Only 3 States Decided to Keep Pink Slime in School Lunches

The USDA announced that most states opted for pink slime-less ground beef


Pink slime purveyor Beef Products, Inc. may have officially closed three pink slime factories, but the meat product is still a hot topic in schools.

The USDA reports that most states participating in the National School Lunch program opted for beef that doesn't contain what is known in the industry as "lean, finely textured beef."

The USDA does not buy finely textured beef directly from manufacturers, instead buying beef from producers who add in the filler.

Only three states opted for beef that may contain the ammonia-treated beef: Iowa, Nebraska, and South Dakota. Meanwhile, the USDA stands by its stance that the pink slime is safe, nutritious, and affordable, while other advocates have noted the potential job loss from cutting pink slime completely, plus the amount of meat that will be subsequently wasted.

Nebraska officials have defended their decision to keep the filler, with spokeswoman Kathie Osterman saying, "This isn't an additive. It isn't a filler. It's beef. And it's beef that makes the product leaner."

In the past, Iowa governor Terry Branstad called the media hype against pink slime "a smear campaign." Branstad, along with Texas Governor Rick Perry, Nebraska Lt. Governor Rick Sheehy, and South Dakota Lt. Governor Matt Michels, toured a BPI plant back in March.

All four governors agree that pink slime has been unfairly mislabeled, believing the product to be safe.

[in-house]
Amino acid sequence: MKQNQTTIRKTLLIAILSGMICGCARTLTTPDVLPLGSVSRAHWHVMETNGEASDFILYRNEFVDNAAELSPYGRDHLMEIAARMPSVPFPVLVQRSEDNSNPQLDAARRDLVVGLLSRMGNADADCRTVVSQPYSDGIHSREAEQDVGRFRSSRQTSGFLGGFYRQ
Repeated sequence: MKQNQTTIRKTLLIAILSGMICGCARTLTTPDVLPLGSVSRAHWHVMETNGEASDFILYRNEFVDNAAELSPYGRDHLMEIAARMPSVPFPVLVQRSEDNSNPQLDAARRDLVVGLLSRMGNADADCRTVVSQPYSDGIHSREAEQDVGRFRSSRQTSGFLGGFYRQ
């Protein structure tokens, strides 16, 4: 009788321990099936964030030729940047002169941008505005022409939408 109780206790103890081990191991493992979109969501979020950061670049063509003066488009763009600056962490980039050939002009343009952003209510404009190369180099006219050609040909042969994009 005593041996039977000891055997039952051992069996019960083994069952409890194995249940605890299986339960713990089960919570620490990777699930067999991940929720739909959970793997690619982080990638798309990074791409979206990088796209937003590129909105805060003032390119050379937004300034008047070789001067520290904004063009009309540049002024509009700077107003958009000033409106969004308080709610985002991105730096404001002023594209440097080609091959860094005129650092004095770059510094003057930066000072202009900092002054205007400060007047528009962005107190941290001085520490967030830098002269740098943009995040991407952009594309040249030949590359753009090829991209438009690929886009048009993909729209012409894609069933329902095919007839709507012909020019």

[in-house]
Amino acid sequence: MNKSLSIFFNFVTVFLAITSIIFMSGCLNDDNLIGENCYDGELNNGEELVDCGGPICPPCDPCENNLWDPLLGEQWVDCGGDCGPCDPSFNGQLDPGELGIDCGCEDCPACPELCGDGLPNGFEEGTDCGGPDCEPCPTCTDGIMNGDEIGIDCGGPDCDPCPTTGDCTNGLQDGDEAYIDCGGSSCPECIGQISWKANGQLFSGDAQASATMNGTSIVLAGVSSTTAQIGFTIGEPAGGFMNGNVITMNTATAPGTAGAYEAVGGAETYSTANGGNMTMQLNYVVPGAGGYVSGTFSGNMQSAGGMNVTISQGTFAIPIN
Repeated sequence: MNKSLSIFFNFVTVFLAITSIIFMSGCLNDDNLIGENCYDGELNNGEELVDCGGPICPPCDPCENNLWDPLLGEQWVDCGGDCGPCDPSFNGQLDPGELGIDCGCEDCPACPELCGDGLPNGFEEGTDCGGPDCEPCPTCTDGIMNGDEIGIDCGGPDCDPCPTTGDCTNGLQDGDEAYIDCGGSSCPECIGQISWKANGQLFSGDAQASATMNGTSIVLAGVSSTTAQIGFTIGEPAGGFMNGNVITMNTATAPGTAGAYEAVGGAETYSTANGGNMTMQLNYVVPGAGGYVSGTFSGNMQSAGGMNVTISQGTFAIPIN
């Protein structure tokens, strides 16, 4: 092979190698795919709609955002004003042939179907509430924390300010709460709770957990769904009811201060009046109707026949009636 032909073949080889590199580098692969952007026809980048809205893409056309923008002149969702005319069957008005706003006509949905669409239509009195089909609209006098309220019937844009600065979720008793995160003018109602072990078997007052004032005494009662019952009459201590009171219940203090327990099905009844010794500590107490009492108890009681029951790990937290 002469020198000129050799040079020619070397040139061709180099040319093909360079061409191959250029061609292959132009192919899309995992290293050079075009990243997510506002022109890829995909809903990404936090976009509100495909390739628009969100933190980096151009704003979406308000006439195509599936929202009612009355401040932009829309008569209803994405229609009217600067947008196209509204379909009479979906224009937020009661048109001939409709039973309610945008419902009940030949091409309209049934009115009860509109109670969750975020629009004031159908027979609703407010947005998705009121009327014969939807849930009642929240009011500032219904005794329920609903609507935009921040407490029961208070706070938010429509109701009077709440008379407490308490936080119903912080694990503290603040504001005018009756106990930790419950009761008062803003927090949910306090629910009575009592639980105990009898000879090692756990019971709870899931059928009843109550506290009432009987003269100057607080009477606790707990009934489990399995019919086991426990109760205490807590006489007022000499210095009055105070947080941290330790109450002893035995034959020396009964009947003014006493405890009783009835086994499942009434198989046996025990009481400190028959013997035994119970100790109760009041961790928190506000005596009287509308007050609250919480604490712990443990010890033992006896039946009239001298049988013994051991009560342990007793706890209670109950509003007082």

BPI, however, seems rather resigned. "Based upon the misrepresentations that have been pervasive in the media to this point, it comes as no surprise that the majority of states have currently elected to purchase ground beef that does not contain lean finely textured beef," Craig Letch, director of food safety and quality, said in a statement.


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1 Comments

Tomc's picture

In the interest of full disclosure, I will start off buy stating I work in beef production and have first hand knowledge of how "pink slime" or Lean Finely Textured Beef, as it correctly known, is produced.

While I fully support the rights of all, whether it be grocers, restaurants, or schools, to choose what forms of ground beef they offer, I cannot help but believe these choices may are made based on inaccurate information portrayed in the media. The beef trimmings used to make LFTB must meet the same USDA inspection standards as those used to make ground beef. The only difference between the trimmings used to make ground beef, as we the consumer recognizes it, and the trimmings used to make LFTB is the lean beef to fat ratio. LFTB starts by using higher fat trimmings containing no bones, no tendons, and no organs. To achieve the higher lean ground beef that we all desire economically, the lean is separated from the fat and the lean is added back into the ground beef. The process of separating lean from fat is accomplished with centrifugal force similar to separating cream from milk.

There have been countless food safety and food science experts come forward in support of this product. I have yet to see a single expert come forward to say this product is anything but safe and nutritious.

Given my field of work, my beliefs may be construed as bias, but they are just that, my beliefs and do not reflect the official standings of any others.

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